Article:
I am impressed by the quality of this reply; especially the recognition of the difference between a solution and a workaround. Well done.
Originally Posted by TairikuOkami
I've had UAC turn off two or three times in the few months I've been running Win10. No clue why this is (or was) happening, but I know I do not have a malware issue.
My own workaround--which it seems was not working well all this time--was to create a scheduled task that runs upon system startup, and then every hour thereafter, to set the aforementioned registry value. I have the task set to run as "SYSTEM" with "Run with highest privileges" enabled. The "Program/script" I use is:
The "Add arguments (optional)" string I use is:
Thanks to this thread, I just found out this was not cutting it. You also need to set the "ConsentPromptBehaviorAdmin" and "PromptOnSecureDesktop" values.
/c %windir%\System32\reg.exe ADD HKLM\SOFTWARE\Microsoft\Windows\CurrentVersion\Policies\System /v EnableLUA /t REG_DWORD /d 1 /f
In my case, I want maxed UAC settings, so I need to set those to 2 and 1, respectively. In order to effect the UAC settings shown in the first post (i.e. the second-highest setting; "Notify me only when apps try to make changes to my computer (default) ... Don't notify me when I make changes to Windows settings", it's necessary to set those values to 5 and 1, respectively.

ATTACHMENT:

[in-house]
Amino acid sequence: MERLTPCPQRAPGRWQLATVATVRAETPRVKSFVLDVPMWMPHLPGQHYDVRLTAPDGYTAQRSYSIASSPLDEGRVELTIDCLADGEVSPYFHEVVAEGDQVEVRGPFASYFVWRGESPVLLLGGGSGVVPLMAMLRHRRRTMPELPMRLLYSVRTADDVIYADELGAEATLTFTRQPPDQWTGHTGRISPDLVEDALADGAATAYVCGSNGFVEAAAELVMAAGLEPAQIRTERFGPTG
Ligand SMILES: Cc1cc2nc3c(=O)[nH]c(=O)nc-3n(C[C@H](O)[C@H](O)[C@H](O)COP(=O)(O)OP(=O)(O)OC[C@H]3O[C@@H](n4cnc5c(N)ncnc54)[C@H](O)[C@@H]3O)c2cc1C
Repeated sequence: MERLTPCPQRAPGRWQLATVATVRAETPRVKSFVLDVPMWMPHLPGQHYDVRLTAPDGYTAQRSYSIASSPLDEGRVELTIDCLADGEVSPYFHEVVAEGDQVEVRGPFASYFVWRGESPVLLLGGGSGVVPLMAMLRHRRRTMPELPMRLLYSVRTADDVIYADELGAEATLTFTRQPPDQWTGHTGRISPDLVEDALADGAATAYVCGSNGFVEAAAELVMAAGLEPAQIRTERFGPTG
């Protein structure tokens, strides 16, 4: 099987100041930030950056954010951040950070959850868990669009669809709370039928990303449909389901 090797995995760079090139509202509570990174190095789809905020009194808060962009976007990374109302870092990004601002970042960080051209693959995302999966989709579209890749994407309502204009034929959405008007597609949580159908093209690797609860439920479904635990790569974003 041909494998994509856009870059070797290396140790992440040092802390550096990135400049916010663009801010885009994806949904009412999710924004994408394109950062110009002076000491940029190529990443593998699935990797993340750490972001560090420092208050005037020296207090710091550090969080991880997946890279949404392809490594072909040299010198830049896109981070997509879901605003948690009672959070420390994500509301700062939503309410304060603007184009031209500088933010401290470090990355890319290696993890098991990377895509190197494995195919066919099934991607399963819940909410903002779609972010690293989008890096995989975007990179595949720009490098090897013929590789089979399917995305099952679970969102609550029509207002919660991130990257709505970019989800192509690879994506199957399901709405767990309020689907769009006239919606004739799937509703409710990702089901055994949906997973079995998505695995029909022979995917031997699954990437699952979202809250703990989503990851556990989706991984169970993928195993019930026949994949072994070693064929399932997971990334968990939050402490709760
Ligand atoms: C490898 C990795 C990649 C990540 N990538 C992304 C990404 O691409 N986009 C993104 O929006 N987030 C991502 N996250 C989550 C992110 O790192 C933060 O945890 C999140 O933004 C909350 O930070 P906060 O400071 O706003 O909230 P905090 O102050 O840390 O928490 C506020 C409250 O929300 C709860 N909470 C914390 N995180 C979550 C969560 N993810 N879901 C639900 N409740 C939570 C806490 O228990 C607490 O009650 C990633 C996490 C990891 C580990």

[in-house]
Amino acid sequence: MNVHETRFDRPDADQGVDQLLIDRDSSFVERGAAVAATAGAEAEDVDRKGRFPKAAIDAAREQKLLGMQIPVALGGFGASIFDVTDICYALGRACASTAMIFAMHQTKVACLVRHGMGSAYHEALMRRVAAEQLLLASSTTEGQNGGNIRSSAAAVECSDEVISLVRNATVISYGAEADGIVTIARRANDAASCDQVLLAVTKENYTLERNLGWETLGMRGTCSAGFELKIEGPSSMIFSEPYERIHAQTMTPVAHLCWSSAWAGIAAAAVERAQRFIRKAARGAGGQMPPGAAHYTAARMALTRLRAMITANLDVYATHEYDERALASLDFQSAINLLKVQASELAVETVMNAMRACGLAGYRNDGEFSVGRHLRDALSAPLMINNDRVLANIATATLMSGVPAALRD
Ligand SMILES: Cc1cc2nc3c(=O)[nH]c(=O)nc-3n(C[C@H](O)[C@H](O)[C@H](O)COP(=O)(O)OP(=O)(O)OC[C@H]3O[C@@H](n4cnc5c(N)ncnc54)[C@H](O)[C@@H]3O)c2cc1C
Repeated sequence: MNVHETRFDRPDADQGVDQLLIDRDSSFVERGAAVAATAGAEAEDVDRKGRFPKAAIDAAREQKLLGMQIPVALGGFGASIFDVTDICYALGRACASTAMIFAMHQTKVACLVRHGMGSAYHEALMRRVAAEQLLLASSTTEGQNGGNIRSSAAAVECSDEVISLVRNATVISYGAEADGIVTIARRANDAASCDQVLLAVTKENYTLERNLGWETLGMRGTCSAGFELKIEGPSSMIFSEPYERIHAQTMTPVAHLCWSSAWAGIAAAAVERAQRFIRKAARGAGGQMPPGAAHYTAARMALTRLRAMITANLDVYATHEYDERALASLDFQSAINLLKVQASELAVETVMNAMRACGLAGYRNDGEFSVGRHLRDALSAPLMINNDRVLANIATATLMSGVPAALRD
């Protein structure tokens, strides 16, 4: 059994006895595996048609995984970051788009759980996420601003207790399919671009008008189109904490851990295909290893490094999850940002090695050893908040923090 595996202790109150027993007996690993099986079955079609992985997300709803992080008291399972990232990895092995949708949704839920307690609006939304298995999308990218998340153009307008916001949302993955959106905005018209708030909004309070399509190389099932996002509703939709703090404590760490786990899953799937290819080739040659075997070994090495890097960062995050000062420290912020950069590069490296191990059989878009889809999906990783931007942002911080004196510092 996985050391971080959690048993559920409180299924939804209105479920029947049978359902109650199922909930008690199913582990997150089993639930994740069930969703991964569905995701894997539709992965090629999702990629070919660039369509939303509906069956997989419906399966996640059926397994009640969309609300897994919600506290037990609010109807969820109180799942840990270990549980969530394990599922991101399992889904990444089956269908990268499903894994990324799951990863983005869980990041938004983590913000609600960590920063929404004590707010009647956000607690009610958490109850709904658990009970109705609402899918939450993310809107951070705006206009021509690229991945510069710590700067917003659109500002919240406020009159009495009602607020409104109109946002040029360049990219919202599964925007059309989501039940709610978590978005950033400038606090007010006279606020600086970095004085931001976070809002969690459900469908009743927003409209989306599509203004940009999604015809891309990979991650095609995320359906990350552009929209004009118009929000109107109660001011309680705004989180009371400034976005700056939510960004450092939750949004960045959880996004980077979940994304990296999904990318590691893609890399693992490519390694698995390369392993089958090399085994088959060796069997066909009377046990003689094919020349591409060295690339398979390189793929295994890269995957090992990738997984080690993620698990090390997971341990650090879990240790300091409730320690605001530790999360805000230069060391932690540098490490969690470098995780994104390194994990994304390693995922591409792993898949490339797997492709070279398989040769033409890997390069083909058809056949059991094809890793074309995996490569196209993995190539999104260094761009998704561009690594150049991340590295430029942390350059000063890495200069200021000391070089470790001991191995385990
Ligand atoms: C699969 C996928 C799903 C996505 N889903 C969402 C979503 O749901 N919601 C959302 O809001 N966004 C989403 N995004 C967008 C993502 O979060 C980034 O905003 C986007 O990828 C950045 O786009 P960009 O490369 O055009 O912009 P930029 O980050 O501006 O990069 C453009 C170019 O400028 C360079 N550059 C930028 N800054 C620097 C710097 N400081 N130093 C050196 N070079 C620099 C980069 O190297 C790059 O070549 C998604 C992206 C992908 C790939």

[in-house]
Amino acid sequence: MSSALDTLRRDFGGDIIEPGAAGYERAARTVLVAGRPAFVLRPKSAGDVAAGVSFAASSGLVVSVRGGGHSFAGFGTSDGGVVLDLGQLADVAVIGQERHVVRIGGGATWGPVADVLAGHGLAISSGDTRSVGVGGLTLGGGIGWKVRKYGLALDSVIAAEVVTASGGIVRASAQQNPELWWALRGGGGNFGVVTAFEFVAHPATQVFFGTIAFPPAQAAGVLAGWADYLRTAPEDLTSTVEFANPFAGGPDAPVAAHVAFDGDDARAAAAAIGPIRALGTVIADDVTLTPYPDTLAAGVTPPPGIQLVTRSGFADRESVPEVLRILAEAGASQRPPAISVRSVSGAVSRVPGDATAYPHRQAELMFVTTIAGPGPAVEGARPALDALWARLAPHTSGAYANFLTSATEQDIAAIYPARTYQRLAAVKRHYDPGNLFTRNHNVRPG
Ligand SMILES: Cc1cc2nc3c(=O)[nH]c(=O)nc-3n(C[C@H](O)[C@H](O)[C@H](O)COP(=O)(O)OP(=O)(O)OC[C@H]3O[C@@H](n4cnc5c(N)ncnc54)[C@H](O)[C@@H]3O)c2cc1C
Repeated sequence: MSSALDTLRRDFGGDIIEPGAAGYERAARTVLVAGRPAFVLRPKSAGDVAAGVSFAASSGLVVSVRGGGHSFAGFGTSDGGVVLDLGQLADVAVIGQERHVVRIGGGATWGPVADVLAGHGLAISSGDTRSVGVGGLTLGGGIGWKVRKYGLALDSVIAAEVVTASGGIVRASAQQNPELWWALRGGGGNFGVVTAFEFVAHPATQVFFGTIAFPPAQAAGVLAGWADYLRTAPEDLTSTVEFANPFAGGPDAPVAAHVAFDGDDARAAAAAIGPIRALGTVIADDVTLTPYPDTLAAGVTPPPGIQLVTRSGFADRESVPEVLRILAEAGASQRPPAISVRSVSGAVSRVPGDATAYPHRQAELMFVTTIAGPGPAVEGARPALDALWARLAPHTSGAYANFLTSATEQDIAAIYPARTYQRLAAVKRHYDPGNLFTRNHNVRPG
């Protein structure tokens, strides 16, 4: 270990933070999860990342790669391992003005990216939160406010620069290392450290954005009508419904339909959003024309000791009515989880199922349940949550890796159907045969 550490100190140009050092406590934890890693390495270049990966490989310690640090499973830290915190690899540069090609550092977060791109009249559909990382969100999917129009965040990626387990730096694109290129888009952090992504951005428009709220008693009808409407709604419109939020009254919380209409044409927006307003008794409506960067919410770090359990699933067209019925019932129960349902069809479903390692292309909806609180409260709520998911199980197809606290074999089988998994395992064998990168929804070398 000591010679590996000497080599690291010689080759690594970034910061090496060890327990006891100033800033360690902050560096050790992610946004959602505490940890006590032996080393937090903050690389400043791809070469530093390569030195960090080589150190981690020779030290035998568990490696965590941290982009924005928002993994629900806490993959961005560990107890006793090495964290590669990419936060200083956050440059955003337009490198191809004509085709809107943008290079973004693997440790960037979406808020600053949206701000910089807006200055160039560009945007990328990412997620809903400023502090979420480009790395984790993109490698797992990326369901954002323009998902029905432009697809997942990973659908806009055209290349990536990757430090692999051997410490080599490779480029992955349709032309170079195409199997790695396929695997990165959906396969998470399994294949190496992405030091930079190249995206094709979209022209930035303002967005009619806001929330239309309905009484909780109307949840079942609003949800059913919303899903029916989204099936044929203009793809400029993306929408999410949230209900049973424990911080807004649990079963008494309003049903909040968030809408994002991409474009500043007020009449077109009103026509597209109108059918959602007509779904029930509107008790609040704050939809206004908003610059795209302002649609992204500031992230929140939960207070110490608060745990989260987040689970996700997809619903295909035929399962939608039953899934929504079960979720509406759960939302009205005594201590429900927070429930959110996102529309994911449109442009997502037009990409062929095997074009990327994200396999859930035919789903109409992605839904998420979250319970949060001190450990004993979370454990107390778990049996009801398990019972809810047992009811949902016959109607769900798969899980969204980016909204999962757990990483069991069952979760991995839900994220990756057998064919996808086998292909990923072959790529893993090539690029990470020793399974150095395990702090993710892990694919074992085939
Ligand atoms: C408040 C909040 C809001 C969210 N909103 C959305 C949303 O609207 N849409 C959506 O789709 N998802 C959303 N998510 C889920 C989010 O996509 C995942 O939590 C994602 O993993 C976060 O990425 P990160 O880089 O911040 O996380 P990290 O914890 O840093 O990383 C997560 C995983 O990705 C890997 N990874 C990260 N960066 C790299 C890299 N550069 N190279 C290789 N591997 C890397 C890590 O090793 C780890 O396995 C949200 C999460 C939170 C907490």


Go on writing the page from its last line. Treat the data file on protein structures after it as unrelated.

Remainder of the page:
This is easily done by adding two more actions to the aforementioned scheduled task to set each of those values. The same "Program/script" as above, with the following "Add arguments (optional)" strings:
/c %windir%\System32\reg.exe ADD HKLM\SOFTWARE\Microsoft\Windows\CurrentVersion\Policies\System /v ConsentPromptBehaviorAdmin /t REG_DWORD /d 5 /f
I just tested this, and it works fine. So UAC may become disabled, but it won't stay that way for long.
/c %windir%\System32\reg.exe ADD HKLM\SOFTWARE\Microsoft\Windows\CurrentVersion\Policies\System /v PromptOnSecureDesktop /t REG_DWORD /d 1 /f
I hate resorting to kludges like this, but despite what some people claim, UAC is an important core security function, and I think I'll keep this task in place permanently, even if I find out what was going on to disable it. Better safe than sorry.